Multiple studies published in peer-reviewed scientific journals show that 97 percent or more of actively publishing climate scientists agree: Climate-warming trends over the past century are very likely due to human activities. In addition, most of the leading scientific organizations worldwide have issued public statements endorsing this position.

So, that’s something to bear in mind.

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The local supermarket car park will soon be awash

But, back to the floods themselves… There are several things that we need to do. We need to remember that floodplains serve a particular purpose in a river catchment, and that is not providing flat land for housing! Apart from anything else, floodplains are where rivers should be able to overflow; where the water spreads out, slows down and deposits the soil particles that it’s carrying before it reaches the sea. Floodplains should be the place where we catch the fertility of the land before allowing it to be washed away, and where, as a result, we can farm productively in the drier months. Channelling water so that it moves rapidly through this part of the catchment means that the energy is not dissipated and any nutrients will disappear out to sea.

Further up river catchments we also need to slow down the movement of water. We need to develop a landscape that holds water – upland bogs and grazed diverse grasslands are good for this – and where water is intercepted by trees and shrubs. We don’t need a smooth landscape where water just flows off – we need diverse topography, with pools, banks along contours, a mixture of vegetation types and a well-developed soil. Upland woodlands slow the movement of water, from the moment it falls. Leaves, twigs and branches intercept rain and increase the time it takes for that water to reach the surface. Tree roots make the ground more permeable, and this increases infiltration. Plus, the organic nature of deciduous woodland soils means they act like a sponge and hold large amounts of water.

Anywhere in the catchment, we can make a difference to the water-holding capacity of soil. You are doing this if you add compost to the beds in your garden. In addition, any organic matter incorporated into the soil (whether in a tiny garden or on a large farm) is acting as a sink for carbon and thus reducing net greenhouse gas emissions. These are really good reasons to compost waste and to treat any organic matter as a resource not a problem to be disposed of… not to mention increasing soil fertility and therefore allowing you to grow better crops, which photosynthesise and thus also reduce carbon dioxide in the atmosphere. Another benefit, is that increasing the water-holding capacity of soils reduces the impact of droughts – something we have also encountered recently. Adding organic matter, therefore, is a win-win situation.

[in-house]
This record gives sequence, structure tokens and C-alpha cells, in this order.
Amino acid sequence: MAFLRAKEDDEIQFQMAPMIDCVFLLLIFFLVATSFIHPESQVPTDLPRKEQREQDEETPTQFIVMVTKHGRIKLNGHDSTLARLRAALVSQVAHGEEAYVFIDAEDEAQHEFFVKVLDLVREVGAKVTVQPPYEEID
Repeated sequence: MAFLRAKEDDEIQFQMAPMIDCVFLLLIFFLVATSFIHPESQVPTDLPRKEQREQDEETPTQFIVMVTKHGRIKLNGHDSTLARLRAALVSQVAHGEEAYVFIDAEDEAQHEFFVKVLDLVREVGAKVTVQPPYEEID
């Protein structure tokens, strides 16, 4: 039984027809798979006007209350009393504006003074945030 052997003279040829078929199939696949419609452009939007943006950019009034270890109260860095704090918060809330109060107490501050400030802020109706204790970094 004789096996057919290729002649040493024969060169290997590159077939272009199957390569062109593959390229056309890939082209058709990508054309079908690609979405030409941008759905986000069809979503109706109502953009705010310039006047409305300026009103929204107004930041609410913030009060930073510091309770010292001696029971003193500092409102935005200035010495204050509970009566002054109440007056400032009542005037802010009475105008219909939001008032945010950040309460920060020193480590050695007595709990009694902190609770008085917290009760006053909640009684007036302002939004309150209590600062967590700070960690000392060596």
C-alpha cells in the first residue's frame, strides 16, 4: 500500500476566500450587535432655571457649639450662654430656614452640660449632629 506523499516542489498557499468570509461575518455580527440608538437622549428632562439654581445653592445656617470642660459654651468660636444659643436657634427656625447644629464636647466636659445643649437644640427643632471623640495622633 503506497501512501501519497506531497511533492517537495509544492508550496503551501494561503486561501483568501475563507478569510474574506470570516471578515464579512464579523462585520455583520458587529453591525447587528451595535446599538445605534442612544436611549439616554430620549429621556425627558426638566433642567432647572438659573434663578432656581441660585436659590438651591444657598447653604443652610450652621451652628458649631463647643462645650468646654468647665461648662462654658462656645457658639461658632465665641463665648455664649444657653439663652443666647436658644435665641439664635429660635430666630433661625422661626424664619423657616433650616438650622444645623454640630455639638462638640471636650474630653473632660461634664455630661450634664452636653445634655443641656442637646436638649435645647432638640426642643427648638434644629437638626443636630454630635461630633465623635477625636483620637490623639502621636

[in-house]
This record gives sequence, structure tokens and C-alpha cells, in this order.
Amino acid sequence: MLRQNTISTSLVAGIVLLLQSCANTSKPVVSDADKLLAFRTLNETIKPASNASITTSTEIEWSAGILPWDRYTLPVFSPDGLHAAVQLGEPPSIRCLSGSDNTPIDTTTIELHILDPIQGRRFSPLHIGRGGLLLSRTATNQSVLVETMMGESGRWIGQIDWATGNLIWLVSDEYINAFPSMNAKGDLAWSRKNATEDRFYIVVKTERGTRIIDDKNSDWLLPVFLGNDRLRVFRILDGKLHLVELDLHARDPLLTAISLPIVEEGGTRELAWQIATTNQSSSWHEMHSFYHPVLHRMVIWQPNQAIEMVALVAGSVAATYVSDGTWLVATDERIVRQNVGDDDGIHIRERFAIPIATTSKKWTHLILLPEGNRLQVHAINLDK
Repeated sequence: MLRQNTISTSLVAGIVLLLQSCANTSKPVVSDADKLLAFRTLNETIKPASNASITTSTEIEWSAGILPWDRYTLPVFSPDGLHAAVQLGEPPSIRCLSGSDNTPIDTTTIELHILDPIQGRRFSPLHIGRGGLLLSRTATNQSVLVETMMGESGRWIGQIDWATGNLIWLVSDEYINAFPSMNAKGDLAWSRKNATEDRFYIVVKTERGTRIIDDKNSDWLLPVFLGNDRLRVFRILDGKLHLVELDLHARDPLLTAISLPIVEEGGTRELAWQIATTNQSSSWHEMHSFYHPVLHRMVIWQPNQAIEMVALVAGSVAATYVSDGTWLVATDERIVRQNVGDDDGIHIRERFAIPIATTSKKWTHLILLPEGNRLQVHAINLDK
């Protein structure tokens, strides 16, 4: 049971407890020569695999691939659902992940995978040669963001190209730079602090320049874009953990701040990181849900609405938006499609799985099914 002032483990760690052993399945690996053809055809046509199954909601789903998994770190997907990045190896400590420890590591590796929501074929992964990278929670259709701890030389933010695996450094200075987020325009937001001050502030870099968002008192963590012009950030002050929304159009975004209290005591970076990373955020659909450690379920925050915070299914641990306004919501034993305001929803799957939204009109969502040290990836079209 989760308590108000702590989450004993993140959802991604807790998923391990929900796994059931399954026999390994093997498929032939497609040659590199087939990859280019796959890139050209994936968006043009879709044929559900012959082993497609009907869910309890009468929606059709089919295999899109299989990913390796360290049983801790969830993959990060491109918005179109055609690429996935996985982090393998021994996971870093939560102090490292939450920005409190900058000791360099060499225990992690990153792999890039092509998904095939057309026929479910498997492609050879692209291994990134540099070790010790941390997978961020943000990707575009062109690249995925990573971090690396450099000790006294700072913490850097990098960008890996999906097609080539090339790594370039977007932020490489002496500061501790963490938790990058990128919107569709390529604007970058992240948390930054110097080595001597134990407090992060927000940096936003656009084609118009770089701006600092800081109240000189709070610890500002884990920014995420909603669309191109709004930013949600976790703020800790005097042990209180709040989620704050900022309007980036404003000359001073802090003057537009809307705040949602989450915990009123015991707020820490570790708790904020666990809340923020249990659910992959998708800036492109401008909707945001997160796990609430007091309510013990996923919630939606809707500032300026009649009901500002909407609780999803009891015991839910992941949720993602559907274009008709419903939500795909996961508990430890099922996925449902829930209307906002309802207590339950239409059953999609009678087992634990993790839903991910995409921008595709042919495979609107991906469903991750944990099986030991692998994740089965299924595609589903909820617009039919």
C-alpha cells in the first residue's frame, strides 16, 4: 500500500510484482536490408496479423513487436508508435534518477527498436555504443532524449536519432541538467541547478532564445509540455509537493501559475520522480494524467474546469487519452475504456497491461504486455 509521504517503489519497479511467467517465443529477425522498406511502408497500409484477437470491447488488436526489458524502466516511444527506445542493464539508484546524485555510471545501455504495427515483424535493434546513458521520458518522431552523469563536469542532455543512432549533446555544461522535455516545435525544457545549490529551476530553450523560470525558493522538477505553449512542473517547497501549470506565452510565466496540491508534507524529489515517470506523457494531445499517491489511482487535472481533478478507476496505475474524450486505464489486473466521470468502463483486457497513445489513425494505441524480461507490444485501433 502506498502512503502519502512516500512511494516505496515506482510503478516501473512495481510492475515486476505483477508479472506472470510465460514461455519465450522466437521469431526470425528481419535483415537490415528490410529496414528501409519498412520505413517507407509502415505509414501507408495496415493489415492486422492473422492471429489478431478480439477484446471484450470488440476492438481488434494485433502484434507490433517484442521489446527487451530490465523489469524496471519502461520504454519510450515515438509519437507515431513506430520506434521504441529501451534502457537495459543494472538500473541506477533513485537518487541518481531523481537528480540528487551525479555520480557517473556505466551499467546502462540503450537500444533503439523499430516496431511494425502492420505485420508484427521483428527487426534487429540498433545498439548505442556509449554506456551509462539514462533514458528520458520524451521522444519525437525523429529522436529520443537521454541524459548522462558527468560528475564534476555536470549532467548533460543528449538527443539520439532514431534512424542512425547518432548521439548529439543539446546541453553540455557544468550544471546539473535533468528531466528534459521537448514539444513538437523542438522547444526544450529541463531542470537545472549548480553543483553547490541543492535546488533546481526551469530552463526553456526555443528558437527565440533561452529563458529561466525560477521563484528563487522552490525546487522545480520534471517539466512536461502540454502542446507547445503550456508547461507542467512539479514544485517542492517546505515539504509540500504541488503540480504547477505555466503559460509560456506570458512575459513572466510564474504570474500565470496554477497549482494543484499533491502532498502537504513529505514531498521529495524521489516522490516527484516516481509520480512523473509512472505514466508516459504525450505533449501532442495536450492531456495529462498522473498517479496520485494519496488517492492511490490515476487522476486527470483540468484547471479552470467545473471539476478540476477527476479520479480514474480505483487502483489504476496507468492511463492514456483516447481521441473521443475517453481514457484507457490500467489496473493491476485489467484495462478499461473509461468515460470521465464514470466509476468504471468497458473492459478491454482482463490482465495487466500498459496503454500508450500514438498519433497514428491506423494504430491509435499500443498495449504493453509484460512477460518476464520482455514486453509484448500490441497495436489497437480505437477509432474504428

So, whilst we can’t stop the flooding right now, we can manage our land better to reduce problems in the future. And we can all do this – plant a tree, make compost, build a garden bed, collect rainwater to flush the toilet or water your house plants. Every action helps and together we can make a difference.

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Over the banks but not over the bridge

 

 

All tucked up

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Teeny-tiny leeks

There’s not much going on in the garden at the moment… some leeks that I planted out very late are growing and the weeds never seem to sleep, but generally it’s all quiet. At this time of the year it’s easy to leave the vegetable patch to get on with things and allow it to develop its own layer of vegetation that will need dealing with in the spring. This year, however, I have decided that I want to avoid as much weeding as possible prior to planting, so I have started to mulch.

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All secure for the winter

Despite some blustery weather yesterday, I got outside with a length of MyPex that had been hanging around the shed for a couple of years and covered one of the raised beds. Until a couple of weeks ago there had still been nasturtiums flowering in this area, but the first frost killed them off and it was all looking rather sad. I dug the edges in to secure it, but because I know how easy it is for a sheet of mulch to get blown about, I also weighed it down with planks and pots, stones and a couple of spare log rolls. The MyPex excludes the light, but allows water to penetrate, so the vegetation that was left underneath should rot down nicely over the winter and provide lovely organic matter for the plants that I put in when spring comes around.

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I’m regarding this as green manure